Terms of Pulmonary Fibrosis, Cystic Fibrosis & Lung Cancer

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  • 0:02 Pulmonary Fibrosis
  • 1:29 Cystic Fibrosis
  • 3:16 Lung Cancer
  • 3:59 Lesson Summary
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Lesson Transcript
Instructor: Artem Cheprasov

Artem has a doctor of veterinary medicine degree.

This lesson defines and briefly discusses three main lung disorders: pulmonary fibrosis, cystic fibrosis, and lung cancer. You'll learn how about these disorders affect on the lungs and their diagnosis.

Pulmonary Fibrosis

This lesson is going to define and briefly discuss three different conditions that relate to the lungs: lung cancer, cystic fibrosis, and pulmonary fibrosis. They may seem a bit all over the place, but one thing that ties them together in this lesson is the concept of pulmonary fibrosis. Pulmonary fibrosis is literally the scarring of the lungs, where 'pulmonary' references the lungs and 'fibrosis' is a term that implies the scarring of something as a result of injury.

Have you ever had an injury to your skin that resulted in a scar? Do you know why a scar formed? Well, when the skin gets damaged seriously enough, the body heals itself with a much tougher band of tissue, that of scar tissue. This band of tissue is your body's way of forming a tougher layer of protection against re-injury.

The problem is, because it's tough, scar tissue is less elastic than normal tissue, be it of the skin or the lungs. That means scar tissue is like an old rubber band as opposed to a new one. It's less stretchy.

When something like autoimmune disease, infections, dust, or other substances damage your lungs to the point of scarring them, that's a problem. It's a problem because your lungs rely on being elastic in order to breathe. If they're filled with scar tissue, they become less elastic, and it becomes increasingly difficult to breathe when pulmonary fibrosis occurs.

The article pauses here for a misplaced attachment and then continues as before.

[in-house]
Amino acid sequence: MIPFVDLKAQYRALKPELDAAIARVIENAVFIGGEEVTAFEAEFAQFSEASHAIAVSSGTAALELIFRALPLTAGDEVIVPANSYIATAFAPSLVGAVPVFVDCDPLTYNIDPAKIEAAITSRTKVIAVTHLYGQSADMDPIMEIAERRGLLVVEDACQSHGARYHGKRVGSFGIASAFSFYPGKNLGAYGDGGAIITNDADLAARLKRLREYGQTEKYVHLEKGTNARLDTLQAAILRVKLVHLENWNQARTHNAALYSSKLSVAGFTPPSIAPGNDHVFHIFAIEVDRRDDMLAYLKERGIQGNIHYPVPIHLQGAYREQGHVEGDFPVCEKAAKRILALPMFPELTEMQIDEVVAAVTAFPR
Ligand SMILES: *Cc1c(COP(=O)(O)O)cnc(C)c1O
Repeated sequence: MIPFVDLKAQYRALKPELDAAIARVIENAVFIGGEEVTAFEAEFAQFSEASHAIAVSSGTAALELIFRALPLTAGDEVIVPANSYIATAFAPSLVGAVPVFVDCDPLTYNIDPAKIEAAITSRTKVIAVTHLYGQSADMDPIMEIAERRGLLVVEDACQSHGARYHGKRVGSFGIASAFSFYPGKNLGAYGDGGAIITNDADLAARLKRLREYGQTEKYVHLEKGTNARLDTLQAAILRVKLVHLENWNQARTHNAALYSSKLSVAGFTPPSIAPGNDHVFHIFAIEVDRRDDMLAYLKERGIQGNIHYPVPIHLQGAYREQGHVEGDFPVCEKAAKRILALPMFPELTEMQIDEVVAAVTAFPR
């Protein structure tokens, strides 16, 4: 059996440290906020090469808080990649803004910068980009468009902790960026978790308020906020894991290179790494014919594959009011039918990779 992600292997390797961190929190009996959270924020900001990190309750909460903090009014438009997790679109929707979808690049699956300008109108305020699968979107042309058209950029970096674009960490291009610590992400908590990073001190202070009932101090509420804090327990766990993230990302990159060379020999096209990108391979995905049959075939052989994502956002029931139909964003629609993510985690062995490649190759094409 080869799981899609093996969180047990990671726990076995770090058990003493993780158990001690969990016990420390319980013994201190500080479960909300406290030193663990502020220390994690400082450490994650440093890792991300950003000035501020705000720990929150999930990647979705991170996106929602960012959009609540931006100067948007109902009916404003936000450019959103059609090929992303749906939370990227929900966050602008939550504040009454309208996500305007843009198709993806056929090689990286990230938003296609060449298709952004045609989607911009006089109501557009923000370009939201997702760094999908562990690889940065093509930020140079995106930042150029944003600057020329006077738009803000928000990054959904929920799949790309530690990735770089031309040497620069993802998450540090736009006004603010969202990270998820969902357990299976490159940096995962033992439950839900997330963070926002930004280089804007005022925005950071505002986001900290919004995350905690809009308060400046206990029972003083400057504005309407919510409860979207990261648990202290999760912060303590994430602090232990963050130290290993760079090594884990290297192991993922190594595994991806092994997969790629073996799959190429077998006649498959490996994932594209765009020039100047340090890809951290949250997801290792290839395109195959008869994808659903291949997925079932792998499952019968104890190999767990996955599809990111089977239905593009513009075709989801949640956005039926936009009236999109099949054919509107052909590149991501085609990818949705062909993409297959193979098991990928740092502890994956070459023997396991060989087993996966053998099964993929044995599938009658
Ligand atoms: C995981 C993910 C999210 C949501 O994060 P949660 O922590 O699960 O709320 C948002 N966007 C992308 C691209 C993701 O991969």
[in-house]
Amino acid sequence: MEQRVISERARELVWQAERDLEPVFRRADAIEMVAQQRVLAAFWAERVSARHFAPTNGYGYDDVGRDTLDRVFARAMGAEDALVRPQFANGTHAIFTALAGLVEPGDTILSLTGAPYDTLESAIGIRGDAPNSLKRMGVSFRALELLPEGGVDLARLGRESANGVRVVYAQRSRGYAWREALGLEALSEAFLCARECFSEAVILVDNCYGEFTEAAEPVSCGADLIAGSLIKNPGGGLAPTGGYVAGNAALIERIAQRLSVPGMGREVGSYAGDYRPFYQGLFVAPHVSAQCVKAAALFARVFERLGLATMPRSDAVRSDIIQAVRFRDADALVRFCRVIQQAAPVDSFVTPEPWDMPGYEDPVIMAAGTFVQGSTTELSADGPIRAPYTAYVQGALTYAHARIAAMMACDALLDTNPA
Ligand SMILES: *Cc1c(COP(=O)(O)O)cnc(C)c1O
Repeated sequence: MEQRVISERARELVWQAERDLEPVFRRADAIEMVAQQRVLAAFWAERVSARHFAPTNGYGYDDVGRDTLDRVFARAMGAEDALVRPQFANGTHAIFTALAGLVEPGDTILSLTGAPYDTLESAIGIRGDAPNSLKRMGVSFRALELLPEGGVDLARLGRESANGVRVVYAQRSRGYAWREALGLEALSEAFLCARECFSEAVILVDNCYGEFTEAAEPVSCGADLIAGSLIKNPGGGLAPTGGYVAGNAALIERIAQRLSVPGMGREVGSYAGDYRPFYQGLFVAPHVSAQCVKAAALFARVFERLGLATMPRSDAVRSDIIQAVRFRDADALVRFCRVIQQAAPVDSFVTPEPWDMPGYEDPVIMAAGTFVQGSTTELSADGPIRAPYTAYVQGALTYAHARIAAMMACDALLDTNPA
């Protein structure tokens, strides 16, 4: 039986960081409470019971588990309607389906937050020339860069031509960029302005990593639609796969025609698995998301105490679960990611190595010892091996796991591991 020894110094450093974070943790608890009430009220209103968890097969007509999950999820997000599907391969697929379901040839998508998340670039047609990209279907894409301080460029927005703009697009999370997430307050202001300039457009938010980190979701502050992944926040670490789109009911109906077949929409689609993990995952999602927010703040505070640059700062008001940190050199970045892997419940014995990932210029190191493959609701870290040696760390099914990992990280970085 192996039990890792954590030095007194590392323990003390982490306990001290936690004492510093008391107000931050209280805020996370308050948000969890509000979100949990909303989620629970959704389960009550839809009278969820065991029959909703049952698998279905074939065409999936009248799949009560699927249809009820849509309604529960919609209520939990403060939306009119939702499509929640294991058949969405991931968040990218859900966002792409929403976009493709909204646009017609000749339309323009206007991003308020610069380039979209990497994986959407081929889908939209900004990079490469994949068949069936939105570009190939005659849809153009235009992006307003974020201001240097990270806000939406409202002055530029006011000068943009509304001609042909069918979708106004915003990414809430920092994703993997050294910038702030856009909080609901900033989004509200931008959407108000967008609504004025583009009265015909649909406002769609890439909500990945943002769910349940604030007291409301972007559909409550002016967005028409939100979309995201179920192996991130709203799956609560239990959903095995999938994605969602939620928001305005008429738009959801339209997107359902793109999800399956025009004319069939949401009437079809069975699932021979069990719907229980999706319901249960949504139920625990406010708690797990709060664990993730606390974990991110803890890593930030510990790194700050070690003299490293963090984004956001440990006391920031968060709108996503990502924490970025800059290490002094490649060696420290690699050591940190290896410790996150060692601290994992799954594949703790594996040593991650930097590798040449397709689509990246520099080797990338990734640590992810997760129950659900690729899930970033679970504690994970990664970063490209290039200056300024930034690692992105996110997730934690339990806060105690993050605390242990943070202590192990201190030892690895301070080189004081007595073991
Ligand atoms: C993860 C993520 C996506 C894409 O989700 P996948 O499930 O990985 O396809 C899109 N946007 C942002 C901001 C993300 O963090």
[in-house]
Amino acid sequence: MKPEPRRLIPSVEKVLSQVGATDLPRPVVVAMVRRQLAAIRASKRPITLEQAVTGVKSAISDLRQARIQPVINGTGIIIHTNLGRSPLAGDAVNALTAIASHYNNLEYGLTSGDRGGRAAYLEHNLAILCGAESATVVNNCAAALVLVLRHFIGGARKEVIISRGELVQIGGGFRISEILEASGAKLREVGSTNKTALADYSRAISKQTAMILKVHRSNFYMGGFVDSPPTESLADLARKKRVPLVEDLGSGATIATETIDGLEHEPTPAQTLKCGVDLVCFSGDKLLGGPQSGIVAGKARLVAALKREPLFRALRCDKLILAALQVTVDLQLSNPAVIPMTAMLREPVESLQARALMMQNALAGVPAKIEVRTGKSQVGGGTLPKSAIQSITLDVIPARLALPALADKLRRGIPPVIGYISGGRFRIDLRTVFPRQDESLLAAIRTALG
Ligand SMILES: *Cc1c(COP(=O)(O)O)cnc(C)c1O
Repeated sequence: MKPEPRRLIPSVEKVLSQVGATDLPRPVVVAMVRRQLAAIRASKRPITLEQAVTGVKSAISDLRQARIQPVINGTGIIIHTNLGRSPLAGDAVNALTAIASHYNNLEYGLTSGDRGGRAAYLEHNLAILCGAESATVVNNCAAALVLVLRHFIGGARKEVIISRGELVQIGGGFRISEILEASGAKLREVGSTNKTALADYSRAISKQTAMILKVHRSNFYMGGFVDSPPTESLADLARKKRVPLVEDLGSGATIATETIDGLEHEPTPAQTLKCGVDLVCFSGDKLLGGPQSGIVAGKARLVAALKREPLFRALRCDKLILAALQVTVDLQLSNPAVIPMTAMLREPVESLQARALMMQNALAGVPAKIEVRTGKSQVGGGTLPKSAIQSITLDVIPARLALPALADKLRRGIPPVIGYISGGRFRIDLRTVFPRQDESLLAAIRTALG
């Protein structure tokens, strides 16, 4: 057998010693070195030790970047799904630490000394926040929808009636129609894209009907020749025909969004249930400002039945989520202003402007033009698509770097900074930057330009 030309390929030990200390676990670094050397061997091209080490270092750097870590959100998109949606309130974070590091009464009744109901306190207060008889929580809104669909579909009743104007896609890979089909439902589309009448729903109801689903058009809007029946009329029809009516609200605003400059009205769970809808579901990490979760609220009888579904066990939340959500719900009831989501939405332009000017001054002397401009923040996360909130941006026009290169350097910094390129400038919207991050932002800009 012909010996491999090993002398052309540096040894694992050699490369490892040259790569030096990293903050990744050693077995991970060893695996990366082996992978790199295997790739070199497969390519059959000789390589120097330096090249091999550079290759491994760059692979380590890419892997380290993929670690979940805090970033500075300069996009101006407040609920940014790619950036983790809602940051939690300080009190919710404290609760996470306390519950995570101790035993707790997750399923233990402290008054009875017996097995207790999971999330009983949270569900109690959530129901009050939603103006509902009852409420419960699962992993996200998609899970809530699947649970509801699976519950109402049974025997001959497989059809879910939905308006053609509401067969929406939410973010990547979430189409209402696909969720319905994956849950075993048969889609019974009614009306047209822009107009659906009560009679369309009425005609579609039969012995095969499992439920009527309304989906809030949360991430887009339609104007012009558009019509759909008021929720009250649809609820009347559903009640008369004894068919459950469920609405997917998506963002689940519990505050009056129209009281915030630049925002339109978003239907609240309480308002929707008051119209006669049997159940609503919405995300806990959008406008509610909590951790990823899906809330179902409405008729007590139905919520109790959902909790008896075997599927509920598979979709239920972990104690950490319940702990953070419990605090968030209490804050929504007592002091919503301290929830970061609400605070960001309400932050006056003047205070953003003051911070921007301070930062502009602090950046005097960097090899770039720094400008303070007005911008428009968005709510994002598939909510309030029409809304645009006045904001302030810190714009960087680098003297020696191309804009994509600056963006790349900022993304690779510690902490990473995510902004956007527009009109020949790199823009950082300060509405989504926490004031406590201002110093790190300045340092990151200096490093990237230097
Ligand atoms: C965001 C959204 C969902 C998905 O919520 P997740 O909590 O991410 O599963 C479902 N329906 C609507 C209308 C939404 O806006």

Cystic Fibrosis

Scar tissue can form in the lungs of people afflicted with cystic fibrosis, an autosomal recessive genetic disease that affects proper exocrine gland function, resulting in multiple organ dysfunction, including that of the lungs, pancreas, liver, and intestines. In this disorder, the normal fluid and mucus found in the lungs becomes really thick and gooey, and this causes some serious problems.

Let me paint a picture for you. Have you ever bought a squeeze bottle full of honey and forgotten about it? You probably noticed that this honey, over time, became crystallized. This means it became stickier and more viscous than even normal honey! It's almost impossible to squeeze this kind of uber-thick and uber-sticky honey out of the bottle.

Well, in the lungs, the normal mucus becomes sticky and gooey in people with cystic fibrosis. Like getting that crystallized honey out of the bottle, getting sticky mucus out of the lungs becomes difficult for the body. And so, this mucus clogs the airways instead, traps bacteria like a sticky flytrap catches flies, and predisposes a person to infections as a result.

These infections lead to inflammation in the lungs. The inflammation tries to combat the resultant infection, but it also damages the lungs themselves in the process, resulting in scar tissue formation as a consequence, much like skin that's constantly cut open forms scar tissue.

To help treat cystic fibrosis, people are given antibiotics to control any lung infections. Chest percussions are also performed to help remove mucus from the lungs and postural drainage is performed to allow for gravity to help drain fluid from the lungs.

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